Prof. Jeffrey Grossman, Materials Science and Engineering
Materials Science and Engineering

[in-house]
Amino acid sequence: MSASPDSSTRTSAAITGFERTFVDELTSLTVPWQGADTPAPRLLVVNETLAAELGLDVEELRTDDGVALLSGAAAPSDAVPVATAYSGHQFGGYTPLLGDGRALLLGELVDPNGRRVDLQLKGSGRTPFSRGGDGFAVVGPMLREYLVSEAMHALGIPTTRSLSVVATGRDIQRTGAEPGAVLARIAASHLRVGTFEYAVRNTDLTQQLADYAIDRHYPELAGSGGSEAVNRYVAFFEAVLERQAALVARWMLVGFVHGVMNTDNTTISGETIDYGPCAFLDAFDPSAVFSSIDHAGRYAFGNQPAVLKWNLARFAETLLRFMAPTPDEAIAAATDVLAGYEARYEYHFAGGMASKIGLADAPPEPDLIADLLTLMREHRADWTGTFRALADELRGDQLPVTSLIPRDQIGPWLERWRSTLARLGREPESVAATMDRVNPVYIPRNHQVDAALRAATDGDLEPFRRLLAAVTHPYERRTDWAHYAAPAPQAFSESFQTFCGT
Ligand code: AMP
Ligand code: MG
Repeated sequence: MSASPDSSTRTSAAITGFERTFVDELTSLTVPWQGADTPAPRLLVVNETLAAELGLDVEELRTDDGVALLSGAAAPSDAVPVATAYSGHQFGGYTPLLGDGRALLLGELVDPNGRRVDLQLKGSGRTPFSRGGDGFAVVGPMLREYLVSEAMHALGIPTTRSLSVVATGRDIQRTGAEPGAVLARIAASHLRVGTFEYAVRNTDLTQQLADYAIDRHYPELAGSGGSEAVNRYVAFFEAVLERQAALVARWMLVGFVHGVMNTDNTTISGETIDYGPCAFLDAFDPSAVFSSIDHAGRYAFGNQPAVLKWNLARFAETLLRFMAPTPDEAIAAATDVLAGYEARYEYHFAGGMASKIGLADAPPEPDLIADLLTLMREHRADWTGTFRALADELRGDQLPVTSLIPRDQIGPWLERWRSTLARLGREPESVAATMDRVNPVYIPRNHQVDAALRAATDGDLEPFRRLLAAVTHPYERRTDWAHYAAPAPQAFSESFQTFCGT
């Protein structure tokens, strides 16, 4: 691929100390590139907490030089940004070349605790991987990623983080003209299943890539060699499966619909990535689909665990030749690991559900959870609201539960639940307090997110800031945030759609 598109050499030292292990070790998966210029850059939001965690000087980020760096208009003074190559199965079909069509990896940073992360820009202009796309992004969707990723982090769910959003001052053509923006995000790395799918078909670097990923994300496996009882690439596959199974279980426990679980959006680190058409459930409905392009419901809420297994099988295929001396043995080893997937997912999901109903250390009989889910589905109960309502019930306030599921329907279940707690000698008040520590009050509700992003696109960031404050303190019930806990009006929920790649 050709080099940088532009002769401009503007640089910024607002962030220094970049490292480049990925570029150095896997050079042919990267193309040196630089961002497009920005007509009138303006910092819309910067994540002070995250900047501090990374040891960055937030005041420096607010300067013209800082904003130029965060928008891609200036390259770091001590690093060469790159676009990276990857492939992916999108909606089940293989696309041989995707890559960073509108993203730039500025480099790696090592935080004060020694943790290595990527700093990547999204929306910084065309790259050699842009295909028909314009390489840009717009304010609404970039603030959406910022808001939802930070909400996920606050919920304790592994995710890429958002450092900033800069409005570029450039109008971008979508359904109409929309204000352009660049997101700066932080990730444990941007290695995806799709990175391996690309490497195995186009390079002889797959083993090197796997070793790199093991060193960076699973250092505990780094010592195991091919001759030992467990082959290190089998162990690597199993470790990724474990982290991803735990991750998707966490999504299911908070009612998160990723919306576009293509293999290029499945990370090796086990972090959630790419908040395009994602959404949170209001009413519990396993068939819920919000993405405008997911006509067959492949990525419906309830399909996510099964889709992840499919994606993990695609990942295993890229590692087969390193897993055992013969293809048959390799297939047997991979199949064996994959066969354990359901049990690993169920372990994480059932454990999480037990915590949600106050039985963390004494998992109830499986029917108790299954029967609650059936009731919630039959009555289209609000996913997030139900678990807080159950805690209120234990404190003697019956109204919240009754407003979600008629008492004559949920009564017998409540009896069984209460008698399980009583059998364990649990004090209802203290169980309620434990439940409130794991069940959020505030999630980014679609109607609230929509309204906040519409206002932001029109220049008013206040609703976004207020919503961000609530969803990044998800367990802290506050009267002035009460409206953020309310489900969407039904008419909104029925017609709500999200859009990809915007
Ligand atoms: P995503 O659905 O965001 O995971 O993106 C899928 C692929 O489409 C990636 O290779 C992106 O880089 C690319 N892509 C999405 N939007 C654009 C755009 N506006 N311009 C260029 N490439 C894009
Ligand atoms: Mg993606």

This fall I have taken over 3.091 (“Introduction to Solid State Chemistry”) for the first time, and in doing so I made some changes. On the one hand, I brought the class back to a more traditional format, with blackboard lectures, practice problems worked in recitations, 3 in-class midterms plus a final, weekly quizzes and plenty of homework. On the other hand, I have added a hands-on non-traditional component to the class in the form of what I refer to as “goodie bags.” Each week, all students take home a bag of items for them to “touch, feel, and experience the chemistry” in their own lives. These are not labs or some kind of lab- component to the class. Rather, the goodie-bags are mini-experiments intended to bring the key material of the week to life, serve as a visual compliment the conceptual elements, and enhance both individual and collaborative “discovery based” learning moments that cannot be predicted. The aim of these goodie bags is to foster exploration, reinforce abstract concepts with tangible actions, and engage students with different learning experiences. Together with a team of MIT graduate and undergraduate students, we brainstormed throughout the summer to design and assemble 10 goodie bags for this fall semester to coincide with the curriculum material.